Follow Techotopia on Twitter

On-line Guides
All Guides
eBook Store
iOS / Android
Linux for Beginners
Office Productivity
Linux Installation
Linux Security
Linux Utilities
Linux Virtualization
Linux Kernel
System/Network Admin
Scripting Languages
Development Tools
Web Development
GUI Toolkits/Desktop
Mail Systems
Eclipse Documentation

How To Guides
General System Admin
Linux Security
Linux Filesystems
Web Servers
Graphics & Desktop
PC Hardware
Problem Solutions




3.4 Warning options in -Wall

As described earlier (see section 2.1 Compiling a simple C program), the warning option -Wall enables warnings for many common errors, and should always be used. It combines a large number of other, more specific, warning options which can also be selected individually. Here is a summary of these options:

-Wcomment (included in -Wall)
This option warns about nested comments. Nested comments typically arise when a section of code containing comments is later commented out:
/* commented out 
double x = 1.23 ; /* x-position */
Nested comments can be a source of confusion--the safe way to "comment out" a section of code containing comments is to surround it with the preprocessor directive #if 0 ... #endif:
/* commented out */
#if 0 
double x = 1.23 ; /* x-position */
-Wformat (included in -Wall)
This option warns about the incorrect use of format strings in functions such as printf and scanf, where the format specifier does not agree with the type of the corresponding function argument.
-Wunused (included in -Wall)
This option warns about unused variables. When a variable is declared but not used this can be the result of another variable being accidentally substituted in its place. If the variable is genuinely not needed it can be removed from the source code.
-Wimplicit (included in -Wall)
This option warns about any functions that are used without being declared. The most common reason for a function to be used without being declared is forgetting to include a header file.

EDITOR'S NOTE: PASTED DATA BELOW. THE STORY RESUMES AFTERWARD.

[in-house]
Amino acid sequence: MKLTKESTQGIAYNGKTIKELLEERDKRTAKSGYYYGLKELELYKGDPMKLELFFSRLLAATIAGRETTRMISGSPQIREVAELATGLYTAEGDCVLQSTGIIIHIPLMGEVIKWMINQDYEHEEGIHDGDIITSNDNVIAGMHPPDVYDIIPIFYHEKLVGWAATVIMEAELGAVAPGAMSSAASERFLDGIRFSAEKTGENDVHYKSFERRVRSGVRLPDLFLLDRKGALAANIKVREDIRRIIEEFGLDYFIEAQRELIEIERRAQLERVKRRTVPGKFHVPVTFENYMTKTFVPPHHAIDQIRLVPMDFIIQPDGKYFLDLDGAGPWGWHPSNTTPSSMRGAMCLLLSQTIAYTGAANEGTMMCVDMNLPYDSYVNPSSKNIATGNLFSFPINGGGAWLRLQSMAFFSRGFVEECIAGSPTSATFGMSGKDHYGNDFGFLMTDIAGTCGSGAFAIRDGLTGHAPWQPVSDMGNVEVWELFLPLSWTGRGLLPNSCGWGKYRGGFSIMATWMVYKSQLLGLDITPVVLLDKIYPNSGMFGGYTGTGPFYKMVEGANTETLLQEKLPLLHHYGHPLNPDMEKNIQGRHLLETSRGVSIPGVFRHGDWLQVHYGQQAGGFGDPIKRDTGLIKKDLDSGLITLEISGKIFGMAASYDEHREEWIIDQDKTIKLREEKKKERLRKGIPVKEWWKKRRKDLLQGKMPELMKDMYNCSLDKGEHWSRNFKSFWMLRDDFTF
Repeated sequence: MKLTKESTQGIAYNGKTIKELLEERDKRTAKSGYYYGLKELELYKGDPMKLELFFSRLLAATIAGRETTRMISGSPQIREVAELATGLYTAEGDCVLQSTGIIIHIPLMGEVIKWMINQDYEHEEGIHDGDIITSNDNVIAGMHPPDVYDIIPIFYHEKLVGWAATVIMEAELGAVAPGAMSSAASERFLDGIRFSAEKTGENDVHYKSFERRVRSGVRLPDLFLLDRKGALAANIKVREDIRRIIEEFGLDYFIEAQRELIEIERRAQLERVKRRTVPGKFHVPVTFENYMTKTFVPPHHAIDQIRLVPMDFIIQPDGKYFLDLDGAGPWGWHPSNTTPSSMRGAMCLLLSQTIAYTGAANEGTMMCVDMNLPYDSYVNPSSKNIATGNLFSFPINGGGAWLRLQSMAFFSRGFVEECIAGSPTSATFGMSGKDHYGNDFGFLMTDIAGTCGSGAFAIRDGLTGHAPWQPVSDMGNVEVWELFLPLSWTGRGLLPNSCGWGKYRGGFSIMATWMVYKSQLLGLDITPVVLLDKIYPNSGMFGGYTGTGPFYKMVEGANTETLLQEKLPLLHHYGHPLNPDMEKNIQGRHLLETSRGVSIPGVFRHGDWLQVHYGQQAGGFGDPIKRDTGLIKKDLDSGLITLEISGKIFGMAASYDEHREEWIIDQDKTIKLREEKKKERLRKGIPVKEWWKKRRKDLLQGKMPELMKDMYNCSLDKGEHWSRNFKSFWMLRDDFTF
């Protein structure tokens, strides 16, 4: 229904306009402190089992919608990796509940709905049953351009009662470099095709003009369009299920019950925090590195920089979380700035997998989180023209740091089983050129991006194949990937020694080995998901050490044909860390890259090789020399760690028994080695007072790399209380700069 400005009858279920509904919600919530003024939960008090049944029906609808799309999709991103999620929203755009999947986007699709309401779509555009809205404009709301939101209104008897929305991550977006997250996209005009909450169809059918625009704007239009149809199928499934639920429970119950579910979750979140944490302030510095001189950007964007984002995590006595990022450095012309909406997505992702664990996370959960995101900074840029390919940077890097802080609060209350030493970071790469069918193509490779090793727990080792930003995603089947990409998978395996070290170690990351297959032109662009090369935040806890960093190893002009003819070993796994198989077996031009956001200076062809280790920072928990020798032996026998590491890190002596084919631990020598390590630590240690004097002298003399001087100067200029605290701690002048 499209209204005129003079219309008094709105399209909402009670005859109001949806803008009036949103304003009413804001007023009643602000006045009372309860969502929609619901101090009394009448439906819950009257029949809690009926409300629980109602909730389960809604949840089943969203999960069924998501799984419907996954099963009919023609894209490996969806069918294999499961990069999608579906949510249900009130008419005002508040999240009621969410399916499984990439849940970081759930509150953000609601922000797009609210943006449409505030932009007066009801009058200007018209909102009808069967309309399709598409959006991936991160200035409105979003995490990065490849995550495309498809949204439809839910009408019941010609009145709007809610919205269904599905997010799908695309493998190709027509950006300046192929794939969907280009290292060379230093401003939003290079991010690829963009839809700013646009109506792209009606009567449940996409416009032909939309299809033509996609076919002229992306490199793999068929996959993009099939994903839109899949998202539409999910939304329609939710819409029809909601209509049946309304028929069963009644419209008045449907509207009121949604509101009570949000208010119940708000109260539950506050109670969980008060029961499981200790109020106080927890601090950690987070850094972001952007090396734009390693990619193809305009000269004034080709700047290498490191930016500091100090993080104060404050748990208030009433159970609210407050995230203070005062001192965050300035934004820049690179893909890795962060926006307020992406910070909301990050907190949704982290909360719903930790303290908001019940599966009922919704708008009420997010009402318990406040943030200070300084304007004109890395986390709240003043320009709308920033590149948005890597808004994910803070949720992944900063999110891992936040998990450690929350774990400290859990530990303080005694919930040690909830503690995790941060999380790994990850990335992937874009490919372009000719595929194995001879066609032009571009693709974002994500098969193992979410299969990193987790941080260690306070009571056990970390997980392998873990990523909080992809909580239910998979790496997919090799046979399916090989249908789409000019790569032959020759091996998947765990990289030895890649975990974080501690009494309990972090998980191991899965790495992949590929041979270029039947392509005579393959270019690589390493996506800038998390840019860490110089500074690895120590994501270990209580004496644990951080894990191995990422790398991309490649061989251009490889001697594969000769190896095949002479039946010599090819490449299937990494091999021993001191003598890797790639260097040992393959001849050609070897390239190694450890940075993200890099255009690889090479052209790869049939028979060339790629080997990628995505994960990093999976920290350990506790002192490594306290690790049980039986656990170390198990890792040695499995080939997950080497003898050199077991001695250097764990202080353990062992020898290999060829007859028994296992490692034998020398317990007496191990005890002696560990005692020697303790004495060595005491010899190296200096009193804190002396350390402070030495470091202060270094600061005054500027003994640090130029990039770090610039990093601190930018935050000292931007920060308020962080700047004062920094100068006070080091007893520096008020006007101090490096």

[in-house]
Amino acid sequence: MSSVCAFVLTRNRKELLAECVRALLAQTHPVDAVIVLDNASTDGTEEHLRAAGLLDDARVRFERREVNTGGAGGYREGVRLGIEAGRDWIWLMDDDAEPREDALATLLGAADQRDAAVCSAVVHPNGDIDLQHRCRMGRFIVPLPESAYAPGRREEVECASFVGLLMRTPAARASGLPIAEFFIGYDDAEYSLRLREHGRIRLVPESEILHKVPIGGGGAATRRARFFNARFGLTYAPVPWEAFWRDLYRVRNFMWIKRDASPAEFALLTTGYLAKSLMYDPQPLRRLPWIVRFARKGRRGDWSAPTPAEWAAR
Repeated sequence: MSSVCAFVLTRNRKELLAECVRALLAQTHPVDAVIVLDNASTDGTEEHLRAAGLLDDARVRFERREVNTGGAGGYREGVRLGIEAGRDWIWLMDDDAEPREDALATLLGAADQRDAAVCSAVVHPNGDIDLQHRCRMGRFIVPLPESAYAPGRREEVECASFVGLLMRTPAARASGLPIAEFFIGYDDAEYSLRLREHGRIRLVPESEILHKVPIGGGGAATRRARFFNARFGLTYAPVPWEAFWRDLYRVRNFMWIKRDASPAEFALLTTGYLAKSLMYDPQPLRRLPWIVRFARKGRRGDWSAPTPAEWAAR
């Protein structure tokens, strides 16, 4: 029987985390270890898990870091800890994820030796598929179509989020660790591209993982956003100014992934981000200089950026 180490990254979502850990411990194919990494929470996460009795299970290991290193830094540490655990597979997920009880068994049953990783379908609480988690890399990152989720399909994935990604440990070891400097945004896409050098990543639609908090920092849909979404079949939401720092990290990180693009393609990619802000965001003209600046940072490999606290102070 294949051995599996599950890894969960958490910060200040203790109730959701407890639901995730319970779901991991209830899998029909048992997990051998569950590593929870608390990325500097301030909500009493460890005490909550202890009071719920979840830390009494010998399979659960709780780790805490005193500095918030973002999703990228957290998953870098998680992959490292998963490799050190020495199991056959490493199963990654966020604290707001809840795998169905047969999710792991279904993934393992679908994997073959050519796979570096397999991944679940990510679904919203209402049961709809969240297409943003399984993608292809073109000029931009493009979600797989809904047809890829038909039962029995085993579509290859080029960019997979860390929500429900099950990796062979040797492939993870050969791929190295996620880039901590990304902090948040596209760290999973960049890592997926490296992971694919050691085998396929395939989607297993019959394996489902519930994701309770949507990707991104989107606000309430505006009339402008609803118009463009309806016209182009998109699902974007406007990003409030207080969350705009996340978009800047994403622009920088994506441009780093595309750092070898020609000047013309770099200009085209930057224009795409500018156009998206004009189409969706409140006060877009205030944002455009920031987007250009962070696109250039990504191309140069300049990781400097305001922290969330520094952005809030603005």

-Wreturn-type (included in -Wall)
This option warns about functions that are defined without a return type but not declared void. It also catches empty return statements in functions that are not declared void. For example, the following program does not use an explicit return value:
#include <stdio.h>

main (void)
  printf ("hello world\n");
The lack of a return value in the code above could be the result of an accidental omission by the programmer--the value returned by the main function is actually the return value of the printf function (the number of characters printed). To avoid ambiguity, it is preferable to use an explicit value in the return statement, either as a variable or a constant, such as return 0.

The complete set of warning options included in -Wall can be found in the GCC Reference Manual "Using GCC" (see section Further reading). The options included in -Wall have the common characteristic that they report constructions which are always wrong, or can easily be rewritten in an unambiguously correct way. This is why they are so useful--any warning produced by -Wall can be taken as an indication of a potentially serious problem.

  Published under the terms of the GNU General Public License Design by Interspire